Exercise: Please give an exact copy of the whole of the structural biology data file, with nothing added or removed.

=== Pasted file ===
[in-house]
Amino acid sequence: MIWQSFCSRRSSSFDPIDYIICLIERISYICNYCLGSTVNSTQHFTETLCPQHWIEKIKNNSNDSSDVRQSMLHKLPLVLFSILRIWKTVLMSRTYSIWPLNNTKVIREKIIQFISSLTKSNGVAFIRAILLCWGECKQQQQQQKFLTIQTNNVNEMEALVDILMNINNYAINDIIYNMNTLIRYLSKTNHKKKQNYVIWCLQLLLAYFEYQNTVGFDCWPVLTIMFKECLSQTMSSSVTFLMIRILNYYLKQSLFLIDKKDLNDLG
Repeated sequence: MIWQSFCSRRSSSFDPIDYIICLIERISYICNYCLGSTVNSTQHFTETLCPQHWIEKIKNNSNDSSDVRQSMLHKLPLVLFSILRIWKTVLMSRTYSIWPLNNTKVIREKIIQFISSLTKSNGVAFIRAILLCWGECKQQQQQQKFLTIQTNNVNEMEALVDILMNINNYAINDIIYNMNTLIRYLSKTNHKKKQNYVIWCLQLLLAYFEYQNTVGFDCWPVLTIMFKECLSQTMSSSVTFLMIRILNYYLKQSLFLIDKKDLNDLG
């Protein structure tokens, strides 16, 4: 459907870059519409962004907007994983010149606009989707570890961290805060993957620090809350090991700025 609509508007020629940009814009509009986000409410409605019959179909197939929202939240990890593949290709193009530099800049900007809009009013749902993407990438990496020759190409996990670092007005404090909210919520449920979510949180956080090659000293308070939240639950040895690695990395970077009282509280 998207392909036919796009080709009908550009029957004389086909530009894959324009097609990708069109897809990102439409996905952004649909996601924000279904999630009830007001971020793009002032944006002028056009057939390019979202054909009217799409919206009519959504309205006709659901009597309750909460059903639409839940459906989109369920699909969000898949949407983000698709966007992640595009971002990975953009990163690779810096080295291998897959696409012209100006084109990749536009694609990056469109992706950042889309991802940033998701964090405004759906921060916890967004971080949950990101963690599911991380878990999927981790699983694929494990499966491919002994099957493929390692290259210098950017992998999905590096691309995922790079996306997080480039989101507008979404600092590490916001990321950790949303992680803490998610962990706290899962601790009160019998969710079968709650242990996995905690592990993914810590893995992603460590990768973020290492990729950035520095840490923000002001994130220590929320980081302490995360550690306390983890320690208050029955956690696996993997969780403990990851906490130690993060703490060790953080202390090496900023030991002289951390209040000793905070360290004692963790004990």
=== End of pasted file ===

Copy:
[in-house]
Amino acid sequence: MIWQSFCSRRSSSFDPIDYIICLIERISYICNYCLGSTVNSTQHFTETLCPQHWIEKIKNNSNDSSDVRQSMLHKLPLVLFSILRIWKTVLMSRTYSIWPLNNTKVIREKIIQFISSLTKSNGVAFIRAILLCWGECKQQQQQQKFLTIQTNNVNEMEALVDILMNINNYAINDIIYNMNTLIRYLSKTNHKKKQNYVIWCLQLLLAYFEYQNTVGFDCWPVLTIMFKECLSQTMSSSVTFLMIRILNYYLKQSLFLIDKKDLNDLG
Repeated sequence: MIWQSFCSRRSSSFDPIDYIICLIERISYICNYCLGSTVNSTQHFTETLCPQHWIEKIKNNSNDSSDVRQSMLHKLPLVLFSILRIWKTVLMSRTYSIWPLNNTKVIREKIIQFISSLTKSNGVAFIRAILLCWGECKQQQQQQKFLTIQTNNVNEMEALVDILMNINNYAINDIIYNMNTLIRYLSKTNHKKKQNYVIWCLQLLLAYFEYQNTVGFDCWPVLTIMFKECLSQTMSSSVTFLMIRILNYYLKQSLFLIDKKDLNDLG
């Protein structure tokens, strides 16, 4: 459907870059519409962004907007994983010149606009989707570890961290805060993957620090809350090991700025 609509508007020629940009814009509009986000409410409605019959179909197939929202939240990890593949290709193009530099800049900007809009009013749902993407990438990496020759190409996990670092007005404090909210919520449920979510949180956080090659000293308070939240639950040895690695990395970077009282509280 998207392909036919796009080709009908550009029957004389086909530009894959324009097609990708069109897809990102439409996905952004649909996601924000279904999630009830007001971020793009002032944006002028056009057939390019979202054909009217799409919206009519959504309205006709659901009597309750909460059903639409839940459906989109369920699909969000898949949407983000698709966007992640595009971002990975953009990163690779810096080295291998897959696409012209100006084109990749536009694609990056469109992706950042889309991802940033998701964090405004759906921060916890967004971080949950990101963690599911991380878990999927981790699983694929494990499966491919002994099957493929390692290259210098950017992998999905590096691309995922790079996306997080480039989101507008979404600092590490916001990321950790949303992680803490998610962990706290899962601790009160019998969710079968709650242990996995905690592990993914810590893995992603460590990768973020290492990729950035520095840490923000002001994130220590929320980081302490995360550690306390983890320690208050029955956690696996993997969780403990990851906490130690993060703490060790953080202390090496900023030991002289951390209040000793905070360290004692963790004990």